James Chadwick's Atomic Model

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James Chadwick was a Physicist during the 1900’s who was born and raised in England. He attended Manchester High School and Manchester University. He then was awarded the Exhibition Scholarship and attended a school in Berlin, Germany. This placed him in Germany at the very beginning of World War I, where he was held a civilian prisoner of war for four years. Once he was finally free, he returned to England to work with Ernest Rutherford in Cavendish Laboratory at Cambridge. Together, they were an unstoppable duo, inventing a new, complex idea that was later named the neutron. In the beginning of the Twentieth Century the atom was imagined of two types of particles: protons and electrons. The problem with thinking in these terms was that the atomic mass measurements were not matching up with the atomic number, or protons in the nucleus of an atom. An example of this is the helium atom who has the atomic mass of 4, but a positive charge of two and negative charge of two. Positive charges have mass, however, electrons have very little, which made it problematic to explain the reasoning behind the atomic mass and atomic number not corresponding. A popular explanation at the time was that there were electrons and additional protons in the …show more content…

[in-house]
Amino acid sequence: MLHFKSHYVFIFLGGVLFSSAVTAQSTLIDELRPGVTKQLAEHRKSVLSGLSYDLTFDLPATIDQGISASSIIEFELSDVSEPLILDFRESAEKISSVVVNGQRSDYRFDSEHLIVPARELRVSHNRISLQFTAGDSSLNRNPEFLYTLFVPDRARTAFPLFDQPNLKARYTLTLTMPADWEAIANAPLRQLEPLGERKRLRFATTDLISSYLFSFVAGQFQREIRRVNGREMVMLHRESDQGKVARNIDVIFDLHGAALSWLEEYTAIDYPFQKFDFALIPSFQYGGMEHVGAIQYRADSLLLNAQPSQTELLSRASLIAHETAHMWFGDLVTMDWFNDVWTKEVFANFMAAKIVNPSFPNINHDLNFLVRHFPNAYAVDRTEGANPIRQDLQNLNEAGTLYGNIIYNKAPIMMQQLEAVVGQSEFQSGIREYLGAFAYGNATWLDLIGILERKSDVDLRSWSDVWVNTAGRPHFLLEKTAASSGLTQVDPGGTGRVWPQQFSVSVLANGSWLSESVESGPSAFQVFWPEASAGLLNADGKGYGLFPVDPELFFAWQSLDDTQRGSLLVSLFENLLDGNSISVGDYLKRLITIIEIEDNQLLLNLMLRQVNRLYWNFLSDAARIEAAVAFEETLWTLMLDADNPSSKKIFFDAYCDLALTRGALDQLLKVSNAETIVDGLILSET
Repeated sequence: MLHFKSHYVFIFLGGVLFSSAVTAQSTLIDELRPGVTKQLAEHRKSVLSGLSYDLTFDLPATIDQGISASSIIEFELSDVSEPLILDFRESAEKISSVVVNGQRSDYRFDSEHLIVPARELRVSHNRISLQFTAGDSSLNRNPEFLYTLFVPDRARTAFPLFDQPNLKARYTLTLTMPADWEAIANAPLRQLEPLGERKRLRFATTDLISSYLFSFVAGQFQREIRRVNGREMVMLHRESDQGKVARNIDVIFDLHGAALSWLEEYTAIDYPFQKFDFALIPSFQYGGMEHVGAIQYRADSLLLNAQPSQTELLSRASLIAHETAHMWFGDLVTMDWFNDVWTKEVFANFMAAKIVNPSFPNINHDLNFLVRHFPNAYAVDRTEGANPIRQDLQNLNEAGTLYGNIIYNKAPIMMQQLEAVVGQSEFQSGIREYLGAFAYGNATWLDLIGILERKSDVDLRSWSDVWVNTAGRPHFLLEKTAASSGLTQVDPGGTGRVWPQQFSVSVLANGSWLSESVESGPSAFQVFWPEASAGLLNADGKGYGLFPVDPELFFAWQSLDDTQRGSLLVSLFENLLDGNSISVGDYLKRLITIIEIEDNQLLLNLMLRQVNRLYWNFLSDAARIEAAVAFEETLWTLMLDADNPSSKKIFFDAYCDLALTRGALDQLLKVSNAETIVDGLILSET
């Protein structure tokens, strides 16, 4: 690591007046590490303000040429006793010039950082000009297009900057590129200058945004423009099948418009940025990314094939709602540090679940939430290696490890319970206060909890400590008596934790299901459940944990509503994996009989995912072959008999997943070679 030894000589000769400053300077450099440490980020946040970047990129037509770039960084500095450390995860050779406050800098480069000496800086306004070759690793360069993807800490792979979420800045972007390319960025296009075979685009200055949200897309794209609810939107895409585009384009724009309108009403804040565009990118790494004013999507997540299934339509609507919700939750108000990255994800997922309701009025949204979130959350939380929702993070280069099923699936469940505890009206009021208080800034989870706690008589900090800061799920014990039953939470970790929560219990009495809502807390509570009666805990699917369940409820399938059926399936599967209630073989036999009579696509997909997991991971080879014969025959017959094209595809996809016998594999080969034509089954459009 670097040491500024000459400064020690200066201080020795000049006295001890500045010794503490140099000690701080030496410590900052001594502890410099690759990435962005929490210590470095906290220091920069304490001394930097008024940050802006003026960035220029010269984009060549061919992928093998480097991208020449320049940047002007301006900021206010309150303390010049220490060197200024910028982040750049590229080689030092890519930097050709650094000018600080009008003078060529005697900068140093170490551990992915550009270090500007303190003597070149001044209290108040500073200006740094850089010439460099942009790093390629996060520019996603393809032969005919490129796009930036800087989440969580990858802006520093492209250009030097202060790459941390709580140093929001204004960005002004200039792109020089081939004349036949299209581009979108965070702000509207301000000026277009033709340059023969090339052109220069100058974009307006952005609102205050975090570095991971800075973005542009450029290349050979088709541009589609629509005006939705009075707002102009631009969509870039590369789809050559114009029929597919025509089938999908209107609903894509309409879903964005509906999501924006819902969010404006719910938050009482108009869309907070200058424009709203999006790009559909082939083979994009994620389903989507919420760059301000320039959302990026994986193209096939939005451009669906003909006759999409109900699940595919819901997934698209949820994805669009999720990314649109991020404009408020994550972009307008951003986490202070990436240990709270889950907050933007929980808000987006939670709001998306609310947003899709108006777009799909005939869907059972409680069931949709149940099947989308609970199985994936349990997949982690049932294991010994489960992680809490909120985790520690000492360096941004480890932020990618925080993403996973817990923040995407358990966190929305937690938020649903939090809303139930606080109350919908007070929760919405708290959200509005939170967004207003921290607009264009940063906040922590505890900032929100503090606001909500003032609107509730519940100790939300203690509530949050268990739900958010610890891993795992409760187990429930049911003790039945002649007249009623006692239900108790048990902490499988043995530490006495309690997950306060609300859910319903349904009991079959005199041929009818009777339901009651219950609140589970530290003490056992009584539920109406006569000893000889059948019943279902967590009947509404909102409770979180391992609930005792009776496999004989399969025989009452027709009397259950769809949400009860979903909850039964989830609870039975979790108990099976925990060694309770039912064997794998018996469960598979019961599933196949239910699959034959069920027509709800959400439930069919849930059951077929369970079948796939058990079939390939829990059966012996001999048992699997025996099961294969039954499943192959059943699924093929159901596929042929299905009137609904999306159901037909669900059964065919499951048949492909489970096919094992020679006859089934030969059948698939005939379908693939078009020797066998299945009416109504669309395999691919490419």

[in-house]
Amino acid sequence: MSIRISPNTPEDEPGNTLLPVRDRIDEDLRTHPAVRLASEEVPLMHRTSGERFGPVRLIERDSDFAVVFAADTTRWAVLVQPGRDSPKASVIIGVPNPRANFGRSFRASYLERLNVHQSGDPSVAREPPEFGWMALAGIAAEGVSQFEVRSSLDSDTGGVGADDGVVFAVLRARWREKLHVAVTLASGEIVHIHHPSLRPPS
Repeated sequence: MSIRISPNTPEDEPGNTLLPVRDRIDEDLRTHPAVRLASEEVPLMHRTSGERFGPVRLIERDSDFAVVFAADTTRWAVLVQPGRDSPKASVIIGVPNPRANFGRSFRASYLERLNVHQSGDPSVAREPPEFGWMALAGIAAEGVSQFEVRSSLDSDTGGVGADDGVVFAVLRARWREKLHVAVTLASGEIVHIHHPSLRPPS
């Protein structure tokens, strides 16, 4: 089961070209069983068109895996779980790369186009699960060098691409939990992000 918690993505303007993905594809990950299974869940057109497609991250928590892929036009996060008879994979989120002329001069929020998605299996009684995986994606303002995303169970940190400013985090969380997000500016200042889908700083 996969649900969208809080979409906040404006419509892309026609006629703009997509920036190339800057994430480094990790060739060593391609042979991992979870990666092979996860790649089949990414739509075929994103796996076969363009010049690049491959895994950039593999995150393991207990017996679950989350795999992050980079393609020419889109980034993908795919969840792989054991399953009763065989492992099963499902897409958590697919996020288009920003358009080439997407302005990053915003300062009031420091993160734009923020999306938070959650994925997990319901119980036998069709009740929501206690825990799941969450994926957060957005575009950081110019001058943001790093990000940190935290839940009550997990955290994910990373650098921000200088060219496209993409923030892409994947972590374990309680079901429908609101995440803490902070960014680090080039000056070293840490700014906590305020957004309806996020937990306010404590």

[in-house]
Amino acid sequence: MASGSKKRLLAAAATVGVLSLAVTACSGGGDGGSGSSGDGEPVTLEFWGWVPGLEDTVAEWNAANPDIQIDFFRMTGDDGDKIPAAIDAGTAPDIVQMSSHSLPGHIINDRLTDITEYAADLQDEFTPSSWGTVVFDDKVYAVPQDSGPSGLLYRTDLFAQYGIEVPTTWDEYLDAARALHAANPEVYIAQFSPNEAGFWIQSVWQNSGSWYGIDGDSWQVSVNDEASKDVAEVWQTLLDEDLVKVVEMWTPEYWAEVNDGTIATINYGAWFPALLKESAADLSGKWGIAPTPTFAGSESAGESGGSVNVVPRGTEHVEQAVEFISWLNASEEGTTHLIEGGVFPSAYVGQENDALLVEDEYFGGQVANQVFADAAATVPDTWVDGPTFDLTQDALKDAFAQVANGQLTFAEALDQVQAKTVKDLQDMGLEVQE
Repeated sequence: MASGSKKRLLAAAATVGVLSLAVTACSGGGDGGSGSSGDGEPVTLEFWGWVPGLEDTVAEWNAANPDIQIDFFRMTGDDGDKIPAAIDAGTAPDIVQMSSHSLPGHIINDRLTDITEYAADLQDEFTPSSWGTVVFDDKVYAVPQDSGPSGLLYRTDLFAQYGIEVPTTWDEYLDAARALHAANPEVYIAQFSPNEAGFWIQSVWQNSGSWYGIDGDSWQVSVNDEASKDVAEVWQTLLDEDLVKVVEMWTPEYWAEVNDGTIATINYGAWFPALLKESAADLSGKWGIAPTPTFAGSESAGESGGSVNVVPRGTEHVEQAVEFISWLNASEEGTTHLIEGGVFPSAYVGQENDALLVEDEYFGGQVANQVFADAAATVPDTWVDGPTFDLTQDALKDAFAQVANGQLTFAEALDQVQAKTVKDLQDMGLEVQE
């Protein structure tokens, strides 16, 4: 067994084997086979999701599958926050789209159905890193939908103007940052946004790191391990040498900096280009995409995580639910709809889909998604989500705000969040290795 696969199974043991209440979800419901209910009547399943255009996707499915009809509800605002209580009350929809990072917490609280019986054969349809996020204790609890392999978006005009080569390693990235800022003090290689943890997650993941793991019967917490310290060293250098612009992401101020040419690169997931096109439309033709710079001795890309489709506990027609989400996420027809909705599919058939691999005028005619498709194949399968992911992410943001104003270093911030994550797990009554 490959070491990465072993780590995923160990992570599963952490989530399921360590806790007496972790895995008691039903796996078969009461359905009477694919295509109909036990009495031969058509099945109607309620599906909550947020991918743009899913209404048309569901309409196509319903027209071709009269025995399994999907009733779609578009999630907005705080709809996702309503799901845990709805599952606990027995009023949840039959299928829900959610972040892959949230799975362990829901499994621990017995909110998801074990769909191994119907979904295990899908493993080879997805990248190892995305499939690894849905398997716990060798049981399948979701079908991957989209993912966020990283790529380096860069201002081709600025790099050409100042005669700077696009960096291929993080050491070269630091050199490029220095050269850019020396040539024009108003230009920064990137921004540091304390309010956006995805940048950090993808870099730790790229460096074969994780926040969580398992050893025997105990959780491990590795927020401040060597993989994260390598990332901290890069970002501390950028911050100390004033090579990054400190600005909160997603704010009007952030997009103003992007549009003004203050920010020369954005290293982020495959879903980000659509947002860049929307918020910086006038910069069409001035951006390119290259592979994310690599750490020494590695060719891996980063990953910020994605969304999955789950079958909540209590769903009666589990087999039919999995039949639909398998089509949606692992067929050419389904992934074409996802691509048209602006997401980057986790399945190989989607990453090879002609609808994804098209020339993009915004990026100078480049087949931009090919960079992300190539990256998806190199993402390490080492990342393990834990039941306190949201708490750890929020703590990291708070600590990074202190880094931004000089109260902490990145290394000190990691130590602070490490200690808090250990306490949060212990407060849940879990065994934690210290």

The overall charges of the atoms/molecules remained the same, but now, by adding neutrons to the mix of protons and electrons, there is no longer confusion of why the atomic mass and atomic number do not correspond with one another. In time, Chadwick’s contribution of neutrons to science helped in copious ways. One being the evidence behind Einstein’s equation E=mc2, which consisted of bombarding other nuclei (since neutrons do not repel unlike similarly-charged particles) to split the nucleus and release large amounts of energy. In reward for the huge contribution, James Chadwick received the Nobel Prize in

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